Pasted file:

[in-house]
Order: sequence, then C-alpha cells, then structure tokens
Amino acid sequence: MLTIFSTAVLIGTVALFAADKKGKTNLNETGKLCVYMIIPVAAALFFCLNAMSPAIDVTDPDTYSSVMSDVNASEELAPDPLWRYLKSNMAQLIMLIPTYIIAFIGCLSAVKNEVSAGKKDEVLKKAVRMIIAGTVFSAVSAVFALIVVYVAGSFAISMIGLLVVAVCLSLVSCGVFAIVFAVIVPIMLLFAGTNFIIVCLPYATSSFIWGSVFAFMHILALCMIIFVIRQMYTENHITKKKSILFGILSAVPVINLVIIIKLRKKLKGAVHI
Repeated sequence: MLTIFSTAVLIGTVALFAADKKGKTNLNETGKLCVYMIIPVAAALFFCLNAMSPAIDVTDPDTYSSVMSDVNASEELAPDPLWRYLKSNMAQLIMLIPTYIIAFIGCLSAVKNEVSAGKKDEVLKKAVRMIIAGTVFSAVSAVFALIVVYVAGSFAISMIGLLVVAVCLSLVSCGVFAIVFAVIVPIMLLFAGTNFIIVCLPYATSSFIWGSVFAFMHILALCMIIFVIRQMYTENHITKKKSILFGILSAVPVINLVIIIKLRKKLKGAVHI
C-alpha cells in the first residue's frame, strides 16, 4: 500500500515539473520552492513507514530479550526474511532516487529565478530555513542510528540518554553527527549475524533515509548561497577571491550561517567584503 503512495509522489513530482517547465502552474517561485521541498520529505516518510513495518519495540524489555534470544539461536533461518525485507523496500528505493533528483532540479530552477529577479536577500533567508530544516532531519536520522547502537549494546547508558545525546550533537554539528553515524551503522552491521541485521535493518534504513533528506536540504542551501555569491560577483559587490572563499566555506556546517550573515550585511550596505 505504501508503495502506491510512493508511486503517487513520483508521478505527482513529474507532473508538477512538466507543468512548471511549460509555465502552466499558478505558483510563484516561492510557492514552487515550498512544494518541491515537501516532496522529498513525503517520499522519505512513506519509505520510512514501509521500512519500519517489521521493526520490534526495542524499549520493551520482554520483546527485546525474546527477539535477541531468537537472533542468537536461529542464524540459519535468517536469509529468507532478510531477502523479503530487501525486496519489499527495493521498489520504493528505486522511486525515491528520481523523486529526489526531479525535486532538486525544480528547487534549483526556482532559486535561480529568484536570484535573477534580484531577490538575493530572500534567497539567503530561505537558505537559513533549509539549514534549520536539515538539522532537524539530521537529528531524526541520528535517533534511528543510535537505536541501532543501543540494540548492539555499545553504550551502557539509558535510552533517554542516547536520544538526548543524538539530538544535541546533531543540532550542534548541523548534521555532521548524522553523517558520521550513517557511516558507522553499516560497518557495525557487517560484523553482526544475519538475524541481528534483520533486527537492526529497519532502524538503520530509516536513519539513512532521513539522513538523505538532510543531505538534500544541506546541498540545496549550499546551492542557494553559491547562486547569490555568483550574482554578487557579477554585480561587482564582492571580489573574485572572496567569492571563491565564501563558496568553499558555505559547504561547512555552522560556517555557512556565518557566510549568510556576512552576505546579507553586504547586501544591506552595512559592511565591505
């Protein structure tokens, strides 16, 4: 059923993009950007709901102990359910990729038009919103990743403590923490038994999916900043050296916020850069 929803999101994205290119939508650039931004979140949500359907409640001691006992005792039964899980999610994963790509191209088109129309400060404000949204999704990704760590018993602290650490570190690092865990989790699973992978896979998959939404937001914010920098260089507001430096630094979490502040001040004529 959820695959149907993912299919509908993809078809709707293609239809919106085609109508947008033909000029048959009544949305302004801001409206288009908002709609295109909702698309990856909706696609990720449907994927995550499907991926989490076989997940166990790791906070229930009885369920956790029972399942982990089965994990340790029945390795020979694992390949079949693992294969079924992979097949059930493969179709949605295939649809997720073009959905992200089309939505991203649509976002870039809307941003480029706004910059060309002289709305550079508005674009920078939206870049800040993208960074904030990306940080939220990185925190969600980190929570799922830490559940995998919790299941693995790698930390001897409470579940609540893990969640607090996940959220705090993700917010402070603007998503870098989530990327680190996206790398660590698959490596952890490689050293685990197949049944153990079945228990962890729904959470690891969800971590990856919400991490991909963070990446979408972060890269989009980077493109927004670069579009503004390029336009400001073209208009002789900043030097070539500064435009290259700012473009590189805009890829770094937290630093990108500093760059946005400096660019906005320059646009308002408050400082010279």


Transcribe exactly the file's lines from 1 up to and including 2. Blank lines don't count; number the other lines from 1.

[in-house]
Order: sequence, then C-alpha cells, then structure tokens